A Global NRA: Our Government Is the Largest Federally Licensed Weapons Dealer on the Planet
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Flooding the World With the Most Advanced Weaponry Money Can Buy
As a start, it’s worth noting that no one ever mentions the domestic gun control debate in the same breath with the dominant role the U.S. plays in what’s called the global arms trade. And yet, the link between the two should be obvious enough.
In the U.S., the National Rifle Association (NRA), an ultra-powerful lobbying group closely allied with weapons-making companies, has a strong grip on Congress -- it gives 288 members of that body its top “A-rating” -- and is in a combative relationship with the White House. Abroad, it’s so much simpler and less contested. Beyond U.S. borders, the reality is: the Pentagon, with the White House in tow, is the functional equivalent of the NRA, and like that organization, it has been working tirelessly in recent years in close alliance with major weapons-makers to ensure that there are ever less controls on the ever more powerful weaponry it wants to see sold abroad.
Between them, the White House and the Pentagon -- with a helping hand from the State Department -- ensure that the U.S. remains by far the leading purveyor of the “right to bear arms” globally. Year in, year out, in countries around the world, they do their best to pave the way (as the NRA does domestically) for the almost unfettered sales of ever more lethal weapons. In fact, the U.S. now has something remarkably close to a monopoly on what’s politely called the “transfer” of weaponry on a global scale. In 1990, as the Cold War was ending, the U.S. had cornered an impressive 37% of the global weapons trade. By 2011, the last year for which we have figures, that percentage had reached a near-monopolistic 78% ($66.3 billion in weapons sales), with the Russians coming in a distant second at 5.6% ($4.8 billion).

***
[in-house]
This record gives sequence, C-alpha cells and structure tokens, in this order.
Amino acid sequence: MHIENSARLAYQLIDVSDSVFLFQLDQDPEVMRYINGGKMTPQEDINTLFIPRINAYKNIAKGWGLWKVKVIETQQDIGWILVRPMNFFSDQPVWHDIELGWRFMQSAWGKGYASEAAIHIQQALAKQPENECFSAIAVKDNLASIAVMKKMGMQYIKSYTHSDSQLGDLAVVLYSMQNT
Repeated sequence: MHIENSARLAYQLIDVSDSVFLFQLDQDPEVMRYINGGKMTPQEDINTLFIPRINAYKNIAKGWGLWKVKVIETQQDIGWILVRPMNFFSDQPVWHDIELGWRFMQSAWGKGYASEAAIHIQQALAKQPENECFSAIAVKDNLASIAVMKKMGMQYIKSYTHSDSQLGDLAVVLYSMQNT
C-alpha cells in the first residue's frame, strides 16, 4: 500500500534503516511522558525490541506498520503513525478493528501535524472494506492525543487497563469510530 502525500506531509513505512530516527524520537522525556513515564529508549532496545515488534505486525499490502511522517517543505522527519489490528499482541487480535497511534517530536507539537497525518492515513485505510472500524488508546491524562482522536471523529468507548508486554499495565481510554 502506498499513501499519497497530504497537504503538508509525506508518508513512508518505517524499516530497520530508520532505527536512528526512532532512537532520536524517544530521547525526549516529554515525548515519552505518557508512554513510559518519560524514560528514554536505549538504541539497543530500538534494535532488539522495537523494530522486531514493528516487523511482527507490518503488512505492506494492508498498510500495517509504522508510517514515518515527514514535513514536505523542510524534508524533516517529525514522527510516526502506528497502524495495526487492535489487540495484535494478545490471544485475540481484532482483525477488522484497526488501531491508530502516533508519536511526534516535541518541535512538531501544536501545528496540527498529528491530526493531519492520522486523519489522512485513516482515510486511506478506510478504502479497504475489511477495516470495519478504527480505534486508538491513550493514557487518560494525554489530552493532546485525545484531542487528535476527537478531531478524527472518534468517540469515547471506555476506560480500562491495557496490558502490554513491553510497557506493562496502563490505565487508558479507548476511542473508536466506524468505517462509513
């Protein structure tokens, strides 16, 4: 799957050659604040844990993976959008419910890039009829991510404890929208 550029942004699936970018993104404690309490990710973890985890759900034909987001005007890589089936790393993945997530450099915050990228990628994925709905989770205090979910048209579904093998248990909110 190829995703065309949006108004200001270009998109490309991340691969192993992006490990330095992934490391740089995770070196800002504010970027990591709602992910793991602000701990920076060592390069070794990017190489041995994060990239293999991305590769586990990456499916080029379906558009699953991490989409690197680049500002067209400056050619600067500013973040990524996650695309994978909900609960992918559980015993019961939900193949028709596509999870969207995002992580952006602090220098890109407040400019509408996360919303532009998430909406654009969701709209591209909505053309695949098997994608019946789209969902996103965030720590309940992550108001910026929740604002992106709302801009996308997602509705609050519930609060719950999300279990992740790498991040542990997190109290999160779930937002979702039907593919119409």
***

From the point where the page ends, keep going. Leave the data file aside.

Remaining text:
Admittedly, that figure was improbably inflated, thanks to the Saudis who decided to spend a pile of their oil money as if there were no tomorrow. In doing so, they created a bonanza year abroad for the major weapons-makers. They sealed deals on $33.4 billion in U.S. arms in 2011, including 84 of Boeing’s F-15 fighter jets and dozens of that company’s Apache attack helicopters as well as Sikorsky Blackhawk helicopters -- and those were just the highest-end items in a striking set of purchases. But if 2011 was a year of break-the-bank arms-deals with the Saudis, 2012 doesn’t look bad either. As it ended, the Pentagon announced that they hadn’t turned off the oil spigot. They agreed to ante up another $4 billion to Boeing for upgrades on their armada of jet fighters and were planning to spend up to $6.7 billion for 20 Lockheed 25 C-130J transport and refueling planes. Some of this weaponry could, of course, be used in any Saudi conflict with Iran (or any other Middle Eastern state), but some could simply ensure future Newtown-like carnage in restive areas of that autocratic, fundamentalist regime’s land or in policing actions in neighboring small states like Bahrain.
And don’t think the Saudis were alone in the region. When it came to U.S. weapons-makers flooding the Middle East with firepower, they were in good company. Among states purchasing (or simply getting) infusions of U.S. arms in recent years were Bahrain, Egypt, Iraq , Jordan, Kuwait, Oman, Tunisia, Qatar, the United Arab Emirates (UAE), and Yemen. As Nick Turse has written, “When it comes to the Middle East, the Pentagon acts not as a buyer, but as a broker and shill, clearing the way for its Middle Eastern partners to buy some of the world's most advanced weaponry.”